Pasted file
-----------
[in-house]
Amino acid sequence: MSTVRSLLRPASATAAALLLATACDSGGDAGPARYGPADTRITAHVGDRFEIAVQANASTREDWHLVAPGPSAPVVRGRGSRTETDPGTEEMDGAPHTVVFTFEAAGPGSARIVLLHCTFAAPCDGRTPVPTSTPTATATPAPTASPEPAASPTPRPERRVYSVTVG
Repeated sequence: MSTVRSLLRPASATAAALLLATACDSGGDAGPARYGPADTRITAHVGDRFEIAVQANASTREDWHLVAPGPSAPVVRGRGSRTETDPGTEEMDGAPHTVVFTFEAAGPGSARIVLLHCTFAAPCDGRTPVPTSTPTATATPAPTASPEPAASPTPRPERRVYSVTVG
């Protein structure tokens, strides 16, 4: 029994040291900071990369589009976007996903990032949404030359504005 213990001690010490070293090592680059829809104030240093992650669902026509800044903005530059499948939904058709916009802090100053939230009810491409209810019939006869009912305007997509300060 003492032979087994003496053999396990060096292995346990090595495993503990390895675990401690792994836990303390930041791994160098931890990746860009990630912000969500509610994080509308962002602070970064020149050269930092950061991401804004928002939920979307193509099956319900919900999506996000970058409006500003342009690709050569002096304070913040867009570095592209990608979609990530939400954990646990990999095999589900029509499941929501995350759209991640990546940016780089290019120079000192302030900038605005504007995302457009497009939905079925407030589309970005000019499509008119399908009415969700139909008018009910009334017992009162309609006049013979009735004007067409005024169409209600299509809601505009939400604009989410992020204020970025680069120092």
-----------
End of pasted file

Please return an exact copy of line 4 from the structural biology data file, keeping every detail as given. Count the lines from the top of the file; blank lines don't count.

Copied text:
């Protein structure tokens, strides 16, 4: 029994040291900071990369589009976007996903990032949404030359504005 213990001690010490070293090592680059829809104030240093992650669902026509800044903005530059499948939904058709916009802090100053939230009810491409209810019939006869009912305007997509300060 003492032979087994003496053999396990060096292995346990090595495993503990390895675990401690792994836990303390930041791994160098931890990746860009990630912000969500509610994080509308962002602070970064020149050269930092950061991401804004928002939920979307193509099956319900919900999506996000970058409006500003342009690709050569002096304070913040867009570095592209990608979609990530939400954990646990990999095999589900029509499941929501995350759209991640990546940016780089290019120079000192302030900038605005504007995302457009497009939905079925407030589309970005000019499509008119399908009415969700139909008018009910009334017992009162309609006049013979009735004007067409005024169409209600299509809601505009939400604009989410992020204020970025680069120092």